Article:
Friday, December 18, 2009

Made in Washington

Starting this fall, residents and businesses will be able to buy the first made-in-Washington solar panels.
Arlington-based Silicon Energy LLC just received a key safety certification giving it the green light to put its products on the market. Thanks to generous state tax incentives for homegrown solar, Silicon Energy could be the first of several Washington-based solar companies helping boost the number of local solar-powered homes from the hundreds to the thousands.
“It means that all of a sudden, solar is no longer just the province of the Prius set,” said Mike Nelson, director of the Northwest Solar Center, part of Washington State University’s energy program. “This is solar for everybody.”
Solar power still represents a tiny fraction of the state’s energy portfolio. For example, Washington’s biggest solar installation, at Puget Sound Energy’s Wild Horse facility in Kittitas County, will pump out one-half of one megawatt when completed. The same plant’s wind turbines can generate up to 229 megawatts.
But Silicon Energy’s rollout is a key step in a long-standing state effort to spur a renewable energy industry. State lawmakers created a solar tax incentive in 2005, and expanded that incentive in this year’s legislative session.
One indication that business may be responding: Nelson said he is aware of at least four other groups developing business plans to try to follow in Silicon Energy’s footsteps.
Washington residents and businesses can now get payments of 15 cents for every kilowatt-hour of energy they generate. That rises to 18 cents with the use of a made-in-Washington inverter, a device that converts direct current into the alternating current that powers household appliances. But if they also use solar modules made in Washington state — which for now means Silicon Energy’s products — the incentive triples to 54 cents per kilowatt hour.
Based on the current usage pattern of Puget Sound Energy customers who use solar power, a homeowner using Silicon Energy’s products could cut monthly power bills in half on average and get a utility rebate of at least $1,050 each year.
When the 2005 law was passed, that incentive was capped at $2,000 per year and set to expire in 2014. But in this year’s legislative session, lawmakers raised the cap to $5,000 and extended the incentive to 2020.
When combined with a new, more generous federal incentive, a residential solar power system using Washington-made modules could pay for itself in roughly 10 years. Silicon Energy will sell to qualified contractors and installers rather than directly to homeowners, and the contractors will set the final price. But a typical residential system might sell for $20,000 to $30,000.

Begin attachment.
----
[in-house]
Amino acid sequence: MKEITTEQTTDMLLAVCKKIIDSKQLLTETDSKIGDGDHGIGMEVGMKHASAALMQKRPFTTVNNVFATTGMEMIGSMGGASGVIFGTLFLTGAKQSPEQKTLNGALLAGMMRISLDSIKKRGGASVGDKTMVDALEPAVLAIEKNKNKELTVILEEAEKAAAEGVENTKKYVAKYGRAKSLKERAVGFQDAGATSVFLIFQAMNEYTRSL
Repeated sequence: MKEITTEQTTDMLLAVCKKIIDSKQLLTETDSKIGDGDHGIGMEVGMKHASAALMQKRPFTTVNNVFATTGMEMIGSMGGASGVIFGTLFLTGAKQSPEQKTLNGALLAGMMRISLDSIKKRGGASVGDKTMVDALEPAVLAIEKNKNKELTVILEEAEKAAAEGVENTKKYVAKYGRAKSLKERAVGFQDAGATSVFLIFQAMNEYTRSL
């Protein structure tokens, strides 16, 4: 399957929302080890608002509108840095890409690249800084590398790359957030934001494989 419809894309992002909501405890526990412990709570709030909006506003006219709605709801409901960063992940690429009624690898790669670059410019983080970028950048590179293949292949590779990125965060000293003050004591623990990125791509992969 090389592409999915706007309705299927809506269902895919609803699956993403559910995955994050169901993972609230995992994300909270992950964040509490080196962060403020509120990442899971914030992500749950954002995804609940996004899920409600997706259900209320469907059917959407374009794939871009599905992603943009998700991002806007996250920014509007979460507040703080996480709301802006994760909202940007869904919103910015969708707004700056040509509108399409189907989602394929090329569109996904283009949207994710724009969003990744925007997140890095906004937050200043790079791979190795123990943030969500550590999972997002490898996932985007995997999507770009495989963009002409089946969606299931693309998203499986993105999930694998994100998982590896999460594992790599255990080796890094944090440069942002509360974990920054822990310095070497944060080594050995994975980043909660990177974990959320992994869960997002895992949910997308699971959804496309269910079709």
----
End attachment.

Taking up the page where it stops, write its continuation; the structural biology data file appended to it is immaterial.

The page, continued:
Silicon Energy, a wholly owned subsidiary of Arlington-based inverter manufacturer OutBack Power Systems, had been working for some time to get a certification from Underwriters Laboratories Inc., a third-party safety testing organization. It cleared that key hurdle on July 16.
Gary Shaver, president and CEO of Silicon Energy, said his company is busy right now fulfilling contracts for utilities. It is making 300 panels for Puget Sound Energy’s Wild Horse Wind and Solar Facility near Ellensburg in Kittitas County. Silicon Energy’s panels will add 50 kilowatts, which is about 16 to 25 times the capacity of an average home system.
Silicon Energy also already sold a system that now sits on the roof of Avista Corp.’s headquarters in Spokane. Dave Holmes, manager of applied research at Avista, a power company, said the system has performed well this summer with no problems.
“I think they’re going to be really busy producing panels here in Washington,” he said.
Silicon Energy’s rollout to the general public comes at a tough time in the solar power industry globally. Some large manufacturers in other countries ramped up rapidly to meet soaring demand, and the industry is now in the midst of a shakeout, with some products being unloaded at bargain-basement prices.
Silicon Energy’s Cascade Solar System has a couple of features that distinguish it from lower-cost panels. The modules are very strong, with glass stacked on glass, as opposed to the more typical plastic backing. The system has a much higher fire safety rating than a typical solar system. It is built without frames on the top or bottom, which prevents dirt and ice from accumulating and allows rain to wash the modules clean,
Even with the smaller tax incentive available to date, the number of solar energy users in Washington state has grown rapidly — though still a tiny minority. Seattle City Light, for example, has at least 150 customers using solar power, up from 47 in 2007.
The average solar customer is producing enough energy to account for half or more of the home’s energy usage, said a Puget Sound Energy spokesman.

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